Sex workers in China will no longer face manual labor punishment
China will reportedly stop punishing sex workers and clients by imprisoning them at centers where they are forced to work.
The punishment of detention for up to two years at so-called education centers will end this Sunday, and current prisoners will be freed, the British Broadcasting Corporation (BBC) reported Saturday, citing state media.
Prostitution reportedly will remain illegal in China and will be punishable by up to 15 days in detention and fines of up to 5,000 yuan, or $714.71.
According to the BBC, Chinese state media said the system has helped foster a “good social atmosphere and public order” but has become less appropriate since it began more than 20 years ago.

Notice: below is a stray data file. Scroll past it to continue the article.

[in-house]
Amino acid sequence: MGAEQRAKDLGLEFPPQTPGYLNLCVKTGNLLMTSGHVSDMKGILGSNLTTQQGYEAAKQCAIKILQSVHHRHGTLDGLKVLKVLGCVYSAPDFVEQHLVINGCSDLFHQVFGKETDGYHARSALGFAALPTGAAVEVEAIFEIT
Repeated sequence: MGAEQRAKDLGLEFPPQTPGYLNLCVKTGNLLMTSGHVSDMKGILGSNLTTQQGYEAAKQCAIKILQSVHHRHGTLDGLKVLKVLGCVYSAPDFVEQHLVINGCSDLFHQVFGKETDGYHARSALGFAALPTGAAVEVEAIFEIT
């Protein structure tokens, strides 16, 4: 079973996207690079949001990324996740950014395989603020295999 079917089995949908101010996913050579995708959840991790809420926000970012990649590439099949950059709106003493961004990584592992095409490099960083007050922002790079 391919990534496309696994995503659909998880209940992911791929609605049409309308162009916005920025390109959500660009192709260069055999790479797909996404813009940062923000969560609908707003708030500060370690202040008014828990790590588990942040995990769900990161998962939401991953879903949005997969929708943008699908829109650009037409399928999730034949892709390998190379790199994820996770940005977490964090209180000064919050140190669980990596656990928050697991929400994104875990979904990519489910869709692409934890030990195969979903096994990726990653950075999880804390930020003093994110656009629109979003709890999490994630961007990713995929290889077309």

Earlier this year, Human Rights Watch called on China to end its “custody and education” system for sex workers.
China researcher Yaqiu Wang said in a statement at the time that the system has “subjected hundreds of thousands of sex workers to horrendous abuse.”
A 2013 report from the group alleged that sex workers were “beaten, blackmailed, and harassed” during a 2010 crackdown.
The rights of sex workers has become a hot topic around the world, including in the U.S.
Democratic presidential candidates Sens. Bernie Sanders (I-Vt.) and Elizabeth Warren (D-Mass.) have expressed openness to decriminalizing sex work in the U.S.